I recently stumbled upon The Wonder Years when I was perusing my Netflix stream of recommended shows. If you don’t recall, this was the show that introduced us to Kevin Arnold and his American family and friends growing up in the turbulent social times of the 1960s and ’70s. Each episode was narrated by the adult Kevin, with an air of wisdom that came only from being an adult with the benefit of hindsight.
When I was growing up, The Wonder Years was not one of my appointment TV shows (back when you actually had to watch shows at their scheduled air times). It’s not that I disliked the show; it just didn’t resonate with me at the time. But when I saw it on my Netflix stream, I decided to try a few episodes again (probably because I’d cycled through everything else in my queue).
I found myself watching The Wonder Years in a very different way than I did growing up as a kid in the 1980s. I was watching it through the eyes of another person altogether. The episode I tuned in to did not focus on Kevin and his siblings or friends; it focused on Norma and Jack, the parents of the family. What struck me was the following narration that adult Kevin gives in the episode’s beginning:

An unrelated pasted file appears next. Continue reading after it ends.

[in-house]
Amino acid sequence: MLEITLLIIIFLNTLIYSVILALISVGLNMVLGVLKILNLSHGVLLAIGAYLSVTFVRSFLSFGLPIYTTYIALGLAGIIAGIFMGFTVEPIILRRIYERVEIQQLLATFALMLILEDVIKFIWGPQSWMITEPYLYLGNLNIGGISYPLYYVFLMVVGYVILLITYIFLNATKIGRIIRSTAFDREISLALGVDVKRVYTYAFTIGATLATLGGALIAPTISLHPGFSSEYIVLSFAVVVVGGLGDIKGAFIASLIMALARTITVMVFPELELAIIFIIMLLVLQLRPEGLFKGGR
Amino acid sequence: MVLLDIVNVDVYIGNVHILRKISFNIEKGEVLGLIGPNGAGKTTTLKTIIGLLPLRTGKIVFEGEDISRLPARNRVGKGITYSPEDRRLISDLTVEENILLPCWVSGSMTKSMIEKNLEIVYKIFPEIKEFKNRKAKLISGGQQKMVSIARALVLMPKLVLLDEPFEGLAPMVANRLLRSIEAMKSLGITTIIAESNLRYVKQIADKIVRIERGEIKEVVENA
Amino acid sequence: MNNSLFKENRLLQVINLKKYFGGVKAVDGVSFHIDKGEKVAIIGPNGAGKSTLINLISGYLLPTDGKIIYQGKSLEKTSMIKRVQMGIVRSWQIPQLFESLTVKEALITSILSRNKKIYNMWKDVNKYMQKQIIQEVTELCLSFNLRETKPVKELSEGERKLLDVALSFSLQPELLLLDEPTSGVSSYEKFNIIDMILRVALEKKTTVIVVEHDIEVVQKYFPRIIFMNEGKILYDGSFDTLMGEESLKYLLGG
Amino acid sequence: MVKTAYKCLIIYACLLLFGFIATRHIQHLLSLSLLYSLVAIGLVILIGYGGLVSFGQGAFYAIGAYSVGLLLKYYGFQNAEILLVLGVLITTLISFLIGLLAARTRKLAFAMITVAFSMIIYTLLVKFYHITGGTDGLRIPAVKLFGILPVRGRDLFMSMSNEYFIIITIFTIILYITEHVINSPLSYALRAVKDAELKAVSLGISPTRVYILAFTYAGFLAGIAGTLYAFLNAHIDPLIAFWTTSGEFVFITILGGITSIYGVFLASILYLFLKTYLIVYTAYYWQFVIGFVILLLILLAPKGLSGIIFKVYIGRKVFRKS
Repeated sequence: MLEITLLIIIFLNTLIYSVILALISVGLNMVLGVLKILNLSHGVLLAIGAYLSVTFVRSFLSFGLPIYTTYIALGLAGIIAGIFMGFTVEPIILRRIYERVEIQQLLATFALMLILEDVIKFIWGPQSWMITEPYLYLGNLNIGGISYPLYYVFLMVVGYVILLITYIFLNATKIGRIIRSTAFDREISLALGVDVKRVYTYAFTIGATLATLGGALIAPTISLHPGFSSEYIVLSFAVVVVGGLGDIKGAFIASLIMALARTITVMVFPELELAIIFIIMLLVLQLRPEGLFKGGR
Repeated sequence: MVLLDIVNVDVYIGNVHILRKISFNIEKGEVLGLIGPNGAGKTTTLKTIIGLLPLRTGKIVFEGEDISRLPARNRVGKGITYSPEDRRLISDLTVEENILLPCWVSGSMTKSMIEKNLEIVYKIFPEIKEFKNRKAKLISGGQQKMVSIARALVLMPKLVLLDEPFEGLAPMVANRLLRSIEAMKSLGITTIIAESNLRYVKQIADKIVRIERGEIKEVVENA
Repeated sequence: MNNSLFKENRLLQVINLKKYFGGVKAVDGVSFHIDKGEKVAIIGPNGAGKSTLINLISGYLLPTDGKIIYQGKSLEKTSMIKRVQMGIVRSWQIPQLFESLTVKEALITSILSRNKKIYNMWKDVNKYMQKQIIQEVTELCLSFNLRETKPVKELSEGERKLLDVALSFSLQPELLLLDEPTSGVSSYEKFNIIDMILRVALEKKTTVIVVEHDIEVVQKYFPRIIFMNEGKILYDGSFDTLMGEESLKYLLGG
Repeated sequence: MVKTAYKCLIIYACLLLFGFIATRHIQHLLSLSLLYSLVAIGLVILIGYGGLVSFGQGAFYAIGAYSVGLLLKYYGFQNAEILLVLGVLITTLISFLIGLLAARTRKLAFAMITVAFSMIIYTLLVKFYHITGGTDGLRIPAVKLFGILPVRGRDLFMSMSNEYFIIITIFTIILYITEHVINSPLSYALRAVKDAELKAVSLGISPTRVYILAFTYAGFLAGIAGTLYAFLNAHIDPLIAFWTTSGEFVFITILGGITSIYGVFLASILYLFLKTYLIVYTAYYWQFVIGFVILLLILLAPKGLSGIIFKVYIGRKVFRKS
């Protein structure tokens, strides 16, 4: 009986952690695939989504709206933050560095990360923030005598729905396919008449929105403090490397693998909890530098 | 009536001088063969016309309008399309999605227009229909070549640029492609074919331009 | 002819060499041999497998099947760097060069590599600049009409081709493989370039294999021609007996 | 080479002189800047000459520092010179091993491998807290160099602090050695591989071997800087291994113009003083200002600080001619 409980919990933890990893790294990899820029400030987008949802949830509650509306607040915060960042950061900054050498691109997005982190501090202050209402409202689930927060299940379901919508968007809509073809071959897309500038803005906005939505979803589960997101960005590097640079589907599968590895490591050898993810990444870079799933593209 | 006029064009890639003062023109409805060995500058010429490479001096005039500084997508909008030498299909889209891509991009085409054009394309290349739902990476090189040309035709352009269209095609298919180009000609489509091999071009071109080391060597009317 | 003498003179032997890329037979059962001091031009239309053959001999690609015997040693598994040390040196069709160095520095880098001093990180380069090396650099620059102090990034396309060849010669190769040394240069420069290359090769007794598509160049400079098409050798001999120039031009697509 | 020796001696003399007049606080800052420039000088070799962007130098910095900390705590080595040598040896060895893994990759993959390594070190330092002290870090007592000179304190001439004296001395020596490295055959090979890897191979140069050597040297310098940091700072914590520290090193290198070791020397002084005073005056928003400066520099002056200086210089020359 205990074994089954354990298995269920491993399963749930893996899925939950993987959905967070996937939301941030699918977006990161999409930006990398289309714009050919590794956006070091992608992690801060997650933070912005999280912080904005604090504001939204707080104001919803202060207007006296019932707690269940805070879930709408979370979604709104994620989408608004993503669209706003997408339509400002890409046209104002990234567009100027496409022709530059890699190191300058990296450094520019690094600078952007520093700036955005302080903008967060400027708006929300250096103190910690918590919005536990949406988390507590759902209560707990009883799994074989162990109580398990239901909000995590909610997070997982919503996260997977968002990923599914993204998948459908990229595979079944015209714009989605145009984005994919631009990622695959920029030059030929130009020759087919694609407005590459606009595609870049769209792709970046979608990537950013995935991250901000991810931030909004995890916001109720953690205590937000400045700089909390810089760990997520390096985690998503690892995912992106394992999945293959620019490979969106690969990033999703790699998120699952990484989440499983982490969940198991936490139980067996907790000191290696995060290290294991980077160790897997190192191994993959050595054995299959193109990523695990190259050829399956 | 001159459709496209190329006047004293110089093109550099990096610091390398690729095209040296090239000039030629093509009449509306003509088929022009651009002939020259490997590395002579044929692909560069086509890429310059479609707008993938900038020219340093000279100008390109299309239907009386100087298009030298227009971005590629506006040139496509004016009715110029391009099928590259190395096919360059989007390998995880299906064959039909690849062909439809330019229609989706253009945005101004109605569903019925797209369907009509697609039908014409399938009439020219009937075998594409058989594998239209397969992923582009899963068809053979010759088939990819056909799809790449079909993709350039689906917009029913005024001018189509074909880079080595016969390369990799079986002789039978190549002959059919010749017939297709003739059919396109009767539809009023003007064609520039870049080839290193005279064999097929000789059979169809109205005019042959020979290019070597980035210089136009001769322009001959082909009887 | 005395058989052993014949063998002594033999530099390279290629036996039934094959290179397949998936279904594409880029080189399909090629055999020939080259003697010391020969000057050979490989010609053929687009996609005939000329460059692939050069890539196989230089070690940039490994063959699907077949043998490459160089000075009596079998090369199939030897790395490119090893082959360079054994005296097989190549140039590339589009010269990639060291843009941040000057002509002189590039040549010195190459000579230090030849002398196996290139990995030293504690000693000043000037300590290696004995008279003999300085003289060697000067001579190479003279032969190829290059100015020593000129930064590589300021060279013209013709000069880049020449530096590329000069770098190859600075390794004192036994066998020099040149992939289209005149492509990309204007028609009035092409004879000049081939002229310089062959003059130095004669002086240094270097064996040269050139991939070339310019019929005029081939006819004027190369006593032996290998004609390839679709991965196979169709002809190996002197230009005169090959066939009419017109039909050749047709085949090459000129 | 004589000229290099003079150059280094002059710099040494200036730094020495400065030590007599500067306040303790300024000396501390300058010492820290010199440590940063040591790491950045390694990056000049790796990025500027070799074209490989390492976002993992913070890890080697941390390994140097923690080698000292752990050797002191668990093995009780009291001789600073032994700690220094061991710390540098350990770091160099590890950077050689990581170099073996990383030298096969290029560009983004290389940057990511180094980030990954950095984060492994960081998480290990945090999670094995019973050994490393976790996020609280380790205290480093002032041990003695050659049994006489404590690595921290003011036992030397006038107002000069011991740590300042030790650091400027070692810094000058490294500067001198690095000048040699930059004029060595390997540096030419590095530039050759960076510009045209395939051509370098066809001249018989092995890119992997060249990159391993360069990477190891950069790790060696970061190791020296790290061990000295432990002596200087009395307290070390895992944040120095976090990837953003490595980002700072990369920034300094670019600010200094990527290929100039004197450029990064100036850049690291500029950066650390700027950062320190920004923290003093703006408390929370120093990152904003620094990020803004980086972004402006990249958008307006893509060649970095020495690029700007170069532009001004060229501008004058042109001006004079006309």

Before my parents were Mom and Dad, they were Norma and Jack. Back then they didn’t have much, so they got by on what they had—each other. Somewhere along the way, hearts and flowers gave way to other things. So like any couple of their generation, they did what they had to do. They became parents. Providers.
In hearing those words, it struck me how much I have changed over time and how my role as an adult is so different after becoming a parent. Seventeen years ago, my now-husband, Bryan, and I were young, engaged and happily living in a two-bedroom apartment with all our belongings fitting into that 800-square-foot space. This was a time when my biggest worry was which movie we would see that weekend.
Today, our worries focus on budgeting for home improvements; paying down credit card debt while saving for retirement; hoping another car won’t be in need of major repair; what the future of this country will hold; and trying to raise a 7-year-old daughter who will be a healthy and contributing member to society.
Gone are the carefree wonder years of yesterday. Movie theater money is now used for groceries. Just like Norma and Jack, we are now parents and providers. That has become our central role in life. And while we certainly wouldn’t give up our daughter, pets or our house (no matter how many repairs it needs), it’s hard to not wax nostalgic thinking about those years past when we were Bryan and Leah. We had each other, and we got by with just that.
Being a parent—or even an adult with responsibilities—makes that episode of The Wonder Years take on quite a different perspective. Hearing adult Kevin now, I see why my parents enjoyed the television show so much. They were likely watching it from a parent’s perspective, wondering where their carefree years went. And now here I am—27 years after the episode first aired—finding myself doing the exact same thing.